The key to the desalination of water by reverse osmosis lies in the proper selection of the membrane through which the separation of salt and water occurs. The original RO membranes were made from cellulose derivatives, but are now much more likely to be made from synthetic polymers.
Two membrane formats are most commonly used for reverse osmosis, the spiralwound type and hollow fibres. A hollow fibre module is made from a bundle of hollow fibres, each of which has the salt rejecting layer on the outside surface, and an outside diameter of 90 to 100m, with an inside diameter of about 45 um. The ends of the fibres are embedded into an epoxy sheet, which is then sealed into a cylindrical glass fibre pressure vessel. The fibres can extend the full length of the containing cylinder, but it is more usual for the bundle to be bent in the middle into a U-shape, with the two ends adjacent in the housing.
The raw water is fed into the housing and part of it permeates through the walls of the fibres to discharge from the open ends of the fibres into the end-cap of the housing. The rejected brine is discharged from the other side or end of the housing
cylinder. Hollow fibre modules provide compact systems, and the large membrane surface area resulting from the high density packing of the fibres compensates for the relatively lower water permeability of this configuration.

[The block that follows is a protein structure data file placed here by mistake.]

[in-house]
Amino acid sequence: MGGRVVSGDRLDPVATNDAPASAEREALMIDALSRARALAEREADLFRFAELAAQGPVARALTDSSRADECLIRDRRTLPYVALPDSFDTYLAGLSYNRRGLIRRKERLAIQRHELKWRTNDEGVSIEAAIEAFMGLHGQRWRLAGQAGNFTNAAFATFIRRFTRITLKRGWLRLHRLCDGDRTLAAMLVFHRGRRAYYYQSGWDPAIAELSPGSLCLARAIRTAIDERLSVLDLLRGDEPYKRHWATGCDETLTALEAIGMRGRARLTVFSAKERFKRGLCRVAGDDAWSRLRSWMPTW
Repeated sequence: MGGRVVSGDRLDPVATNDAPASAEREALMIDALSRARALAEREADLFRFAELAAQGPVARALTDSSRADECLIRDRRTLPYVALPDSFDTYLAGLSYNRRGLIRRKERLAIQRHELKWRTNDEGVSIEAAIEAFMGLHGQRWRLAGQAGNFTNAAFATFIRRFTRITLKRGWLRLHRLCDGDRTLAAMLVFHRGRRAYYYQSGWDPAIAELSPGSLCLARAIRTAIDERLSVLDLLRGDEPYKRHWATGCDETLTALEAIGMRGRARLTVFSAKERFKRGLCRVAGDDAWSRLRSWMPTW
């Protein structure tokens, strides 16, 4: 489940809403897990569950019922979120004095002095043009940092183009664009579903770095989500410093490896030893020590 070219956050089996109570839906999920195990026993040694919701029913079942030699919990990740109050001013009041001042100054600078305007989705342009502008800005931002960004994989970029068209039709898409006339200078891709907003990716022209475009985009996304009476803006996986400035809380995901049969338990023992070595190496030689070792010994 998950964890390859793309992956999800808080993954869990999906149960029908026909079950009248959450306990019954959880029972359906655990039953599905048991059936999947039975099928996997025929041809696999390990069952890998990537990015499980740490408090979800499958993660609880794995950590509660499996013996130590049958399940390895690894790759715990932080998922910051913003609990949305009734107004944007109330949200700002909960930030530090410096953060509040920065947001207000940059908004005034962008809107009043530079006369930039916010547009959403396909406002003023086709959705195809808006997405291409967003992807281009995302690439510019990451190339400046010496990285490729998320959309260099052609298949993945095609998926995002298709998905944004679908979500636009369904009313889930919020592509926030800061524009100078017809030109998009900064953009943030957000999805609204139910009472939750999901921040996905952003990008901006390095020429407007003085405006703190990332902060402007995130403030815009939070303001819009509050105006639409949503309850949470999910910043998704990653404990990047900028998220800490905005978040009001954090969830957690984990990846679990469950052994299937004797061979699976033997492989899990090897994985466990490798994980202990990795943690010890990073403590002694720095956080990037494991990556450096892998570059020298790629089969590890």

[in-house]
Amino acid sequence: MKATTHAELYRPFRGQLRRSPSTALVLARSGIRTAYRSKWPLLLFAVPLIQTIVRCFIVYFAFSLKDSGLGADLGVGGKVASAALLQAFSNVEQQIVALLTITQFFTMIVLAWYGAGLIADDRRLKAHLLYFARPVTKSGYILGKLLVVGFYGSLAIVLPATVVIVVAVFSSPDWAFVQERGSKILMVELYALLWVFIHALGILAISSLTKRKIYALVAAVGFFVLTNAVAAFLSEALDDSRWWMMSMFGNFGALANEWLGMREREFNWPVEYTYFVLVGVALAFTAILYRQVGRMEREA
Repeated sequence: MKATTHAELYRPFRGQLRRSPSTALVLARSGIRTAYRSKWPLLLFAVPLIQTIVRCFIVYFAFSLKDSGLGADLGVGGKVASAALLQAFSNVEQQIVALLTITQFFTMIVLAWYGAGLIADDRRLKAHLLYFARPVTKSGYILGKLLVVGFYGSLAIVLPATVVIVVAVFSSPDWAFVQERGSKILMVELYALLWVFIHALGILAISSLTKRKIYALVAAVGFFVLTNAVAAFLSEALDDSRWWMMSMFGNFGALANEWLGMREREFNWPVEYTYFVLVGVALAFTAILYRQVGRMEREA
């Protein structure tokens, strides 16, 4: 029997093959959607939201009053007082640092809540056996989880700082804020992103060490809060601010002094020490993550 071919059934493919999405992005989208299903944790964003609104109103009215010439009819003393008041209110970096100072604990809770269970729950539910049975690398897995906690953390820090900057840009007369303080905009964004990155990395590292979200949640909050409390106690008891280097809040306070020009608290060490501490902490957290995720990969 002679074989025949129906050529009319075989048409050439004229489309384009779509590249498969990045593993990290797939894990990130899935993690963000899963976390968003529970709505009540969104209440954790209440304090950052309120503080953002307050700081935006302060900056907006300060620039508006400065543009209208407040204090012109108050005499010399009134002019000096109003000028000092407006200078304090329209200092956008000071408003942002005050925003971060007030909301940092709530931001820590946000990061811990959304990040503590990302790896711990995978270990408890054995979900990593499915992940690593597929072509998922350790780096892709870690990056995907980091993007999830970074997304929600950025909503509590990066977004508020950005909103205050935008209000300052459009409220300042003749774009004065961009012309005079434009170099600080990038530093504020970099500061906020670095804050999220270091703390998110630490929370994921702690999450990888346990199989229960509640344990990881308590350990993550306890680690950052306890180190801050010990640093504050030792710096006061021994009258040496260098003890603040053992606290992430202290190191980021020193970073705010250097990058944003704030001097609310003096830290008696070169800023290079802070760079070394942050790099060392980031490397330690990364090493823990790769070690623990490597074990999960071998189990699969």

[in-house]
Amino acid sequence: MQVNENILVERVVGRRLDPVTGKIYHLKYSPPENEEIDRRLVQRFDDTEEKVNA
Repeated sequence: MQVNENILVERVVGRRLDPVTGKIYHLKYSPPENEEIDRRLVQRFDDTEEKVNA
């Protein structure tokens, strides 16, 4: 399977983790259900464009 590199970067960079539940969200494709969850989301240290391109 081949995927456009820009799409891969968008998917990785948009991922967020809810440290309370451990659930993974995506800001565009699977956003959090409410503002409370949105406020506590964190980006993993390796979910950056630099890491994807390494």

The spiral-wound element typically embodies a flat sheet membrane, cast on to a porous polyester support sheet. Several membrane/support sheet combinations, together with intermediary spacer sheets (for liquid flow) are then wound round a
central core (Figure 4.10). The membrane can be made from a cellulosic polymer or it may be of the thin film composite type, where the polyamide salt-rejecting layer is applied to a microporous polymer film, which in turn is bonded to the support sheet. The central product water tube, around which the membrane and its supporting layers are wound, collects the fluid that permeates through the membrane. The spiral element operates as a cross-flow membrane filter. Only a proportion of
the brine permeates the membrane to become product water, while the residual brine maintains enough turbulence to minimize the build-up of rejected salts ions that might otherwise clog the membrane surface.
The narrow passageways in reverse osmosis modules allow ready blockage by even quite small rogue particles. It is thus necessary to provide reverse osmosis plants with prefilters that ensure freedom from such particles.